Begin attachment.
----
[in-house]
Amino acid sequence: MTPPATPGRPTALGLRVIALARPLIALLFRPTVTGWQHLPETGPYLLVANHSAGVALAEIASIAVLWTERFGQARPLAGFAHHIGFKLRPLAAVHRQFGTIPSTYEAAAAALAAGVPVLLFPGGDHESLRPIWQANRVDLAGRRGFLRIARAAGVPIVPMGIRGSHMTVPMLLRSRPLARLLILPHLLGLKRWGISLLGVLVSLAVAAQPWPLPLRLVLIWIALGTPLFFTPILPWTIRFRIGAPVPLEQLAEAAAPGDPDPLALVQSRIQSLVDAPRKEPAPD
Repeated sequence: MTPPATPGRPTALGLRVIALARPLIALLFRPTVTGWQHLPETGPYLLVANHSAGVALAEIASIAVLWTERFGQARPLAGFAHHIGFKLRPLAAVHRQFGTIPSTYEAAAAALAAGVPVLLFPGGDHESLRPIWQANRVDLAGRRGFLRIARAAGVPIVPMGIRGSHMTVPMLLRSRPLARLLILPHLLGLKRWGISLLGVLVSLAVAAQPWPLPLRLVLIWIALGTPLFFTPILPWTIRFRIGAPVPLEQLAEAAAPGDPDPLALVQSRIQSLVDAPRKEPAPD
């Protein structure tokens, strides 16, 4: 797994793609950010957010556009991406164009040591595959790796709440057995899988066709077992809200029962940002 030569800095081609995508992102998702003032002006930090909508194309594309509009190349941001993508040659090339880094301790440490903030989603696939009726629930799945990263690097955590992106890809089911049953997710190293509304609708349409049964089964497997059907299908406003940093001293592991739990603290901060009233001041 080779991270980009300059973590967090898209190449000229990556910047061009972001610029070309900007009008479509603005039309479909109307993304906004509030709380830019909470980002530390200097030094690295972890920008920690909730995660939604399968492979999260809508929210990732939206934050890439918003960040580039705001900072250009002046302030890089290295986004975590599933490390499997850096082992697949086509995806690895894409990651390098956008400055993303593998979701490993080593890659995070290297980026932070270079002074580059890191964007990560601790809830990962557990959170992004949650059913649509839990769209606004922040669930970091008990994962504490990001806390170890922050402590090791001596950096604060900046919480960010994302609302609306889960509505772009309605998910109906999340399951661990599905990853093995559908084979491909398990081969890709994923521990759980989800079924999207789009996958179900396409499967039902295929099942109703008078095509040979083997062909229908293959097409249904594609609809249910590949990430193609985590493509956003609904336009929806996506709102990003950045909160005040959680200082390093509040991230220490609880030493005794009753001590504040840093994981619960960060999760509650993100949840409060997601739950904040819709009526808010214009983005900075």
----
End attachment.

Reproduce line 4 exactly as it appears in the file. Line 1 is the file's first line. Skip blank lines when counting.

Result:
């Protein structure tokens, strides 16, 4: 797994793609950010957010556009991406164009040591595959790796709440057995899988066709077992809200029962940002 030569800095081609995508992102998702003032002006930090909508194309594309509009190349941001993508040659090339880094301790440490903030989603696939009726629930799945990263690097955590992106890809089911049953997710190293509304609708349409049964089964497997059907299908406003940093001293592991739990603290901060009233001041 080779991270980009300059973590967090898209190449000229990556910047061009972001610029070309900007009008479509603005039309479909109307993304906004509030709380830019909470980002530390200097030094690295972890920008920690909730995660939604399968492979999260809508929210990732939206934050890439918003960040580039705001900072250009002046302030890089290295986004975590599933490390499997850096082992697949086509995806690895894409990651390098956008400055993303593998979701490993080593890659995070290297980026932070270079002074580059890191964007990560601790809830990962557990959170992004949650059913649509839990769209606004922040669930970091008990994962504490990001806390170890922050402590090791001596950096604060900046919480960010994302609302609306889960509505772009309605998910109906999340399951661990599905990853093995559908084979491909398990081969890709994923521990759980989800079924999207789009996958179900396409499967039902295929099942109703008078095509040979083997062909229908293959097409249904594609609809249910590949990430193609985590493509956003609904336009929806996506709102990003950045909160005040959680200082390093509040991230220490609880030493005794009753001590504040840093994981619960960060999760509650993100949840409060997601739950904040819709009526808010214009983005900075």